My first circuit boards! There’s good news, and bad news…

When I got started on my recent Armored Core project I decided I not only wanted it lit, I wanted to light the head and all the thrusters… Not only did I want ’em lit, I wanted to be able to control the brightness, too. And not only control the brightness, but control them via an interface to the PC… And not only that, but I wanted this control system to support the connection and automatic control of many models’ lights, all at once… Needless to say it’s been a slightly complicated endeavour. At least, for me. I’m sure someone else could do it quite easily.

The trick is, the one place on this kit where it’s really easy to install a circuit board in this kit and be able to access it later is the belly – and there’s not much space there. If you cut out some of the excess material you can get a space about 10mm wide and maybe 13mm long in the belly. It would be possible to get more space up in the torso, but it would mean gutting the area in question, and then possibly rebuilding the area to give it structure again… And while the torso seems quite large, the problem there is it’s very very flat. Short of cutting up the torso (for instance, something similar to all the cockpit mods you can see on AC Armory) it would be very difficult, in my opinion, to install a circuit board in the AC’s chest, especially if you need to be able to get at it…

So my solution to this problem was to design a circuit board for projects like these – a board just about as small as I could manage, but incorporating as many features useful to controlling and lighting a model as I could manage. Today, after a couple weeks of waiting, I finally got the boards back from BatchPCB, the fabrication service I used… There is good news and there is bad news…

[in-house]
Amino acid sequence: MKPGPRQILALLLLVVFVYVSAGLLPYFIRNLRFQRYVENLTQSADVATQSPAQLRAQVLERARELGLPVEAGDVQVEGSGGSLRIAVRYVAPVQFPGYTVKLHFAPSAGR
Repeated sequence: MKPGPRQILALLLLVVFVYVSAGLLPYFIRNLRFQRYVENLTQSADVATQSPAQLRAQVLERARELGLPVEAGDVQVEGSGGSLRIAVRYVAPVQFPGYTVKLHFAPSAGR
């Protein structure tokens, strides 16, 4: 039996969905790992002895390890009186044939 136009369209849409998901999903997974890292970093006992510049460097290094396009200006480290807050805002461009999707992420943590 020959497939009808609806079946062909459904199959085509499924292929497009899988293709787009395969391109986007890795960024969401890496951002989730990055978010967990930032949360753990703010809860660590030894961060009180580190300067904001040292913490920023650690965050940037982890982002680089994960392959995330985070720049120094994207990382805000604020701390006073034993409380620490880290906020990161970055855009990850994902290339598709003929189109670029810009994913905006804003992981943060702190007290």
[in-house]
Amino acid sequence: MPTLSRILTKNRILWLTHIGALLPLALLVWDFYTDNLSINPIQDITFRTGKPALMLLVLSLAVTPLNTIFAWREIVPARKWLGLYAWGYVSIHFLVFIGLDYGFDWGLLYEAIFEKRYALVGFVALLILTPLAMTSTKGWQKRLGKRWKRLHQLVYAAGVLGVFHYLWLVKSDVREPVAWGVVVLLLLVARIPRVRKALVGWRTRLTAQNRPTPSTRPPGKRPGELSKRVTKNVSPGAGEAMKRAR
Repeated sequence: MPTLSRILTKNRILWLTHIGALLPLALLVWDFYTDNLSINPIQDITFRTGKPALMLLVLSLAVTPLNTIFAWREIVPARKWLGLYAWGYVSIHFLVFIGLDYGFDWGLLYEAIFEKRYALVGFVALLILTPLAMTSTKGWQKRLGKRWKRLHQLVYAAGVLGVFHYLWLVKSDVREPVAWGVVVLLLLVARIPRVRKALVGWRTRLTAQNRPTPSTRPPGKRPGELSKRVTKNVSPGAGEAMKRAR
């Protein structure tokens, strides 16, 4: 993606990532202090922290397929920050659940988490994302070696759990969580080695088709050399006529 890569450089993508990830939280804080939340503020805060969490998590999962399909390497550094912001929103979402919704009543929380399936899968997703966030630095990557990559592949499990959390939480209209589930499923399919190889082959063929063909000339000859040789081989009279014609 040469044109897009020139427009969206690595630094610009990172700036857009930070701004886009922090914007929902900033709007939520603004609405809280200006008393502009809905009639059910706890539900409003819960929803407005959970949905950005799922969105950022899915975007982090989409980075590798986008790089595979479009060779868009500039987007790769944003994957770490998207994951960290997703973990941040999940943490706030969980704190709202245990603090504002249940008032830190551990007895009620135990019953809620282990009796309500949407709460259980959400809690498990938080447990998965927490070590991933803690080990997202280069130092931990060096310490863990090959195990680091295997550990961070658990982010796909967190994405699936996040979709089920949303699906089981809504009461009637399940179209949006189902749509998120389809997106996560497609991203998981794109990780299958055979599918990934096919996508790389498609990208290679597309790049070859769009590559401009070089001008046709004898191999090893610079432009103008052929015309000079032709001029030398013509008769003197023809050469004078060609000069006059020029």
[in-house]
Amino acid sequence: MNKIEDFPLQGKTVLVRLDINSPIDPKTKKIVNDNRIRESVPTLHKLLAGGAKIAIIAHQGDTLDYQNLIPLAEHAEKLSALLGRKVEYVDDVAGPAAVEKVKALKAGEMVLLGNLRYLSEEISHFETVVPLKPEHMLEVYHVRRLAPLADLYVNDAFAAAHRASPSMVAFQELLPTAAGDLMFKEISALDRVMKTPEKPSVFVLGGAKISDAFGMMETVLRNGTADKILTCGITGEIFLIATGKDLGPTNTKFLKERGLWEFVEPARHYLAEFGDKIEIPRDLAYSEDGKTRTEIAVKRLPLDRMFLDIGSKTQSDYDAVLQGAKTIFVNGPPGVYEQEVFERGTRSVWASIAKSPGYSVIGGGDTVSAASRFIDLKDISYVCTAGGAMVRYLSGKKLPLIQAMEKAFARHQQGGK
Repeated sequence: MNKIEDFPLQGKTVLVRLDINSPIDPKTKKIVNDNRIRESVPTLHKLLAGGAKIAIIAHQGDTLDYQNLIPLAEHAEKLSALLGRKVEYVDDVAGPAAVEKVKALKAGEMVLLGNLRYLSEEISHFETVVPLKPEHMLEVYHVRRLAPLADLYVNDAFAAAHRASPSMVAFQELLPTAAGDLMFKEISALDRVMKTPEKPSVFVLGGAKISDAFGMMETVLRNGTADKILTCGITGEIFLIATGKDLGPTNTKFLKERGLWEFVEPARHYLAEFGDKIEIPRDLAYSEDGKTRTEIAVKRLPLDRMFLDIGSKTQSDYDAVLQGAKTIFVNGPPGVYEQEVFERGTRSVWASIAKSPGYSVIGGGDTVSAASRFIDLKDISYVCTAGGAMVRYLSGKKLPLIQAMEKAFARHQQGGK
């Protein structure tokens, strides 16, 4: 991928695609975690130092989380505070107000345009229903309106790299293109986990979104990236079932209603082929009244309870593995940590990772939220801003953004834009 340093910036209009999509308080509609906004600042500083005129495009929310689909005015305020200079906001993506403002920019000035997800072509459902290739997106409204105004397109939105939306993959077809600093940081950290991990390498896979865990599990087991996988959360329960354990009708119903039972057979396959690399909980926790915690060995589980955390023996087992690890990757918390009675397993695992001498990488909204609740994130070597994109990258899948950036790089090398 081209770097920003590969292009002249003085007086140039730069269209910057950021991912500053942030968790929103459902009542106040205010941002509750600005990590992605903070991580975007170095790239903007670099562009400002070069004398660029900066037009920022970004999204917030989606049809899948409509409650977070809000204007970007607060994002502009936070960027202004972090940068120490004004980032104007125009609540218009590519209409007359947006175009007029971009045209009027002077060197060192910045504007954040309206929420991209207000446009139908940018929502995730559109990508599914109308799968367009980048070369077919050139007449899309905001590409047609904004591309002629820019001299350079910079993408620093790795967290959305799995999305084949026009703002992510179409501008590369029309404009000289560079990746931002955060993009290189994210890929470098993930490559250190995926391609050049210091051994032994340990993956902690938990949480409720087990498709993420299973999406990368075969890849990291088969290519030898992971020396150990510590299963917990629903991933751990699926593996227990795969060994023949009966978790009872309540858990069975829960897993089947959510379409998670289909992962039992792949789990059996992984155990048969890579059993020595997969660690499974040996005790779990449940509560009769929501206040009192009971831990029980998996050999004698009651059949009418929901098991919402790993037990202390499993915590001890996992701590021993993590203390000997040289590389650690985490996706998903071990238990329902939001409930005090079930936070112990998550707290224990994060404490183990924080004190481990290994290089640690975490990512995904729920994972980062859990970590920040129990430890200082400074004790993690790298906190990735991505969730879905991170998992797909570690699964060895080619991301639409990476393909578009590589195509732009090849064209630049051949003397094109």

Are you wondering why I would need a special circuit board to be able to fit this circuit in my model? Basically despite this being a fairly good-sized model (around 15cm tall, humanoid, reasonably bulky) the kit is generally rather dense – and for maintenance reasons I needed a central location. Really the only options were the chest or the belly, and I went with the belly. Using regular pin-through-hole parts wouldn’t have been totally impractical, but it would have been very tough. As it is, I think it’ll be rather challenging to make the connections to this thing and put everything together nicely…

First, the good news. I ordered four 1″ x 1″ boards (each of which includes four 12mm x 12mm “Raven” boards) – and I got eight. This happens sometimes, I understand, because BatchPCB works by bundling a whole bunch of orders together into one big panel, then cutting up the big panel to get the individual boards people ordered… If something goes wrong with a part of that panel, they’ll re-do the panel… But when they cut up the panels into the individual boards, they’ll actually ship out both copies of your order… So it seems likely that part of someone else’s order was defective, and I lucked out and got an extra set of boards as a free bonus as a result.